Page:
ALMS: Multi-Year Media Broadcast Plans Revealed.







Following the release of several press statements regarding a planned media package, the ALMS has since further clarified the details (and assumed issues) of its proposed media broadcast plans for 2011 onward. The article posted below was written with information made available by series organisers at the time of release.

Despite initial fears that fans without an ESPN affiliated ISP, or those located outside the US would not receive coverage, the ALMS has since responded to issues highlighted in the report below (i.e. ISP/regional access restrictions), and provided an assurance that both live (i.e. broadcast live, not ‘live-produced’), and on-demand content will be made available to fans via both ESPN3 and (the latter of which regardless of ISP/global location).

Although having initially produced a report critical of the original announcement, it should be clarified that SportscarGeek is very much in support of the American Le Mans Series’ plans to a) retain content rights, b) adopt and utilise IPTV services, and c) reduce dependence on a now archaic means of content distribution.

In saying this, it should also be stated that SportscarGeek strongly opposes media agreements with monopolistic motives. Motives which threaten the accessibility of content through forced adoption of ‘premium’ services, under models which restrict access on the basis of both internet provider and region.

Thankfully (providing current releases can be assumed credible) the information available regarding the series’ media package now presents a clearer image of what fans may expect come race day at Sebring. Please relinquish your pitchforks and torches at the door.

The Editor.


Following a period of what has arguably been below-par TV coverage, the American Le Mans Series yesterday revealed the details of its much awaited broadcasting package for the 2011 season and beyond.

The new deal, utilising both online and conventional TV broadcasting services, sees ESPN and ABC take on shared broadcasting duties of the series.

With ESPN securing the exclusive live broadcasting rights (within the US) to all ALMS events, all live coverage of the series will be provided through the company’s ESPN3 online media service, also available through Microsoft’s Xbox Live gaming/media service.

The broadcasters’ ESPN3 ‘remote’ service (web streaming) is not accessible to fans outside of North America via the website, nor via the Xbox Live service. Additionally, US fans wishing to access the ESPN3 service must subscribe to an ESPN-affiliate ISP. ESPN will also provide delayed coverage of selected events via the ESPN2 television service.

ABC’s coverage of the series extends to the provision of delayed ‘docudrama’ broadcasts (reduced to a maximum running time of two hours, edited to depict race defining events/features).

Arriving at a time when North American sportscar racing faces its most brutal struggle in recent history, the announcement has been received with resounding negativity by many fans.

The initial prospect of a revised (possibly improved?) broadcast portfolio had many ALMS fans salivating but, as predicted, yesterday’s announcements have left a sour taste in the mouths of many long-time series loyalists.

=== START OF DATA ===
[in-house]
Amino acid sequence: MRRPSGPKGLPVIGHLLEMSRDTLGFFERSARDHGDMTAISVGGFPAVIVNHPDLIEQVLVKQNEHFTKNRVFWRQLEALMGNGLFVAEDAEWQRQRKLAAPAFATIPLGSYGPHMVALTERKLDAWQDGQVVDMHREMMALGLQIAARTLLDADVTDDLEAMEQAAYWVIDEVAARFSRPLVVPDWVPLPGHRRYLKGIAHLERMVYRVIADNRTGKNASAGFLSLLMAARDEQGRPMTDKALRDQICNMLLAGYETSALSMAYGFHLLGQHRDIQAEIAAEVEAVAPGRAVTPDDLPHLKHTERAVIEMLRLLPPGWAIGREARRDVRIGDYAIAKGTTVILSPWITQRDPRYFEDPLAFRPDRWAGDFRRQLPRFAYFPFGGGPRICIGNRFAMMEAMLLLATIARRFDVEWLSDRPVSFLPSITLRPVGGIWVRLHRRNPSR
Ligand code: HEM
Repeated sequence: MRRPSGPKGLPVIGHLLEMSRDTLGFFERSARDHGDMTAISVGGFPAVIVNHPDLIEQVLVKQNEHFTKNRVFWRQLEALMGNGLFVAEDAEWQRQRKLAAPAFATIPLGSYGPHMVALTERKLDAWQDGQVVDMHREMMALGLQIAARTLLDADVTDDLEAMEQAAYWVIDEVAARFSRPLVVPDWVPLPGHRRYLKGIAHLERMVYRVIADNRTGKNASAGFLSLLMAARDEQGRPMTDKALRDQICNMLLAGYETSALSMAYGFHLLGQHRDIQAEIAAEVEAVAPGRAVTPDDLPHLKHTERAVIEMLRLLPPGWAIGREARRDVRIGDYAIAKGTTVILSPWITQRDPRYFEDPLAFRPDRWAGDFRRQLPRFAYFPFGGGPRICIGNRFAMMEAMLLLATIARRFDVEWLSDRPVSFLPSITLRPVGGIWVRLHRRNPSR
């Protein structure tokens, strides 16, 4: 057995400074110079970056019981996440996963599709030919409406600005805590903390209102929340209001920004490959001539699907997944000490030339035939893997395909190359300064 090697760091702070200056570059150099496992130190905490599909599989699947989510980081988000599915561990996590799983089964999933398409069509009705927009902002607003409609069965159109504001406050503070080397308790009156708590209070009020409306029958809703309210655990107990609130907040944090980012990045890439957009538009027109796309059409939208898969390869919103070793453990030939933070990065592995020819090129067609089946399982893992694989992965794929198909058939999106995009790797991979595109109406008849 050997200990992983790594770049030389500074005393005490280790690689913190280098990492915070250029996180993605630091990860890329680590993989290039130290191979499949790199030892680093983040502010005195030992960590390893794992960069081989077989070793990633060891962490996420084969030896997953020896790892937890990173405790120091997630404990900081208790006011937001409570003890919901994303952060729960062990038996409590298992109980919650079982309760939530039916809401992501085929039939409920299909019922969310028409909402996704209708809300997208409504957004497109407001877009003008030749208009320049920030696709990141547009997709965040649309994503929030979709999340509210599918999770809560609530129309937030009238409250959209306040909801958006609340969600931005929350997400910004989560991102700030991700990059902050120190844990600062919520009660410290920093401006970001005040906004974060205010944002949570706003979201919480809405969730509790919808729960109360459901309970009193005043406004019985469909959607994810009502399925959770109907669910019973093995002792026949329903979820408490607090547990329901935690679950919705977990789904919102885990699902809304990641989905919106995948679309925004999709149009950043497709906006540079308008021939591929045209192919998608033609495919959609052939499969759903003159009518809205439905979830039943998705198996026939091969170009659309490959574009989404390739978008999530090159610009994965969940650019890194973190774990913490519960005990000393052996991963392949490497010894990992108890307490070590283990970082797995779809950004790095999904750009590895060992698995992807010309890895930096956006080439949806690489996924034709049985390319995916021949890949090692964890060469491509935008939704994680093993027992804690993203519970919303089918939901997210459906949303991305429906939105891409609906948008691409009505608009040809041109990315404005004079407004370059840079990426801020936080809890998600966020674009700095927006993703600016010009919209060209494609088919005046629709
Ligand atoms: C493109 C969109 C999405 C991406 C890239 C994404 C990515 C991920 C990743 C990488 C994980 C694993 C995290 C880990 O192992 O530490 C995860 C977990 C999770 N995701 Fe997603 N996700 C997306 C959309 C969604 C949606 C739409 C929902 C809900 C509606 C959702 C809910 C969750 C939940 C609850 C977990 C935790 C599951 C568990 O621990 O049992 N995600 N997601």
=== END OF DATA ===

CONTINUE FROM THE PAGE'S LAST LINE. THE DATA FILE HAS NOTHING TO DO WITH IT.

In recent times, ALMS TV broadcasters (see: SPEED, EuroSport) have shrugged at the need to broadcast endurance events in their entirety, claiming the demand for such coverage is neither in demand, nor necessary.

The advent of the ALMS live web-streaming service, trialled throughout selected 2010 events (Laguna Seca/Mid-Ohio) had brought hope of a better future for the series and, based on public statements released by series organisers, in addition to the positive attention received by the service, many had believed adoption of an online (series subsidised) stream would be the next logical step for the ALMS.

Despite beliefs the series’ audience is simply ‘not ready’ to adopt such a service, the issue faced by the ALMS is not so much a rejection of the technology, nor the means of delivery, but rather the route chosen.

Electing to utilise the services of a broadcasting platform with obvious reservations toward regional accessibility would always yield negative repercussions. In this case, a net-loss of the series key fanbase.

Although plans for broadcasting outside of North America are yet to be unveiled, the unfortunate truth for US fans has already surfaced, and many are not in approval.


The ALMS has since responded to negative criticism by releasing additional information concerning the initial TV/Digital Live coverage release. The official press release can be found here:|14290

The 2011 broadcasting schedule can be seen in full below:


Friday, March 18 Live Qualifying
Saturday, March 19 10:15 a.m.-11 p.m.
Sunday, March 20 ABC 12:30-2 p.m.

Long Beach

Friday, April 15 Live Qualifying
Saturday, April 16 Live Race Coverage
Sunday, April 17 ESPN2 5-7 p.m.

Lime Rock

Friday, July 8 Live Qualifying
Saturday, July 9 Live Race Coverage
Sunday, July 10 ESPN2 1-3 p.m.


Saturday, July 23 Live Qualifying
Sunday, July 24 Live Race Coverage
Sunday, July 24 ESPN2 10 p.m.-12 a.m.


Friday, August 5 Live Qualifying
Saturday, August 6 Live Race Coverage
Sunday, August 7 ESPN2 10 p.m.-12 a.m.

Road America

Friday, August 19 Live Qualifying
Saturday, August 20 Live Race Coverage
Sunday, August 21 ABC 4:30-6 p.m.


Friday, September 2 Live Qualifying
Saturday, September 3 Live Race Coverage
Sunday, September 11 ABC 4-6 p.m.

Mazda Raceway

Friday, September 16 Live Qualifying
Laguna Seca Saturday, September 17 Live Race Coverage
Sunday, September 18 ESPN2 1-3 p.m.

Road Atlanta

Friday, September 30 Live Qualifying

Saturday, October 1 Live Race Coverage
Sunday, October 2 ABC 4-6 p.m.


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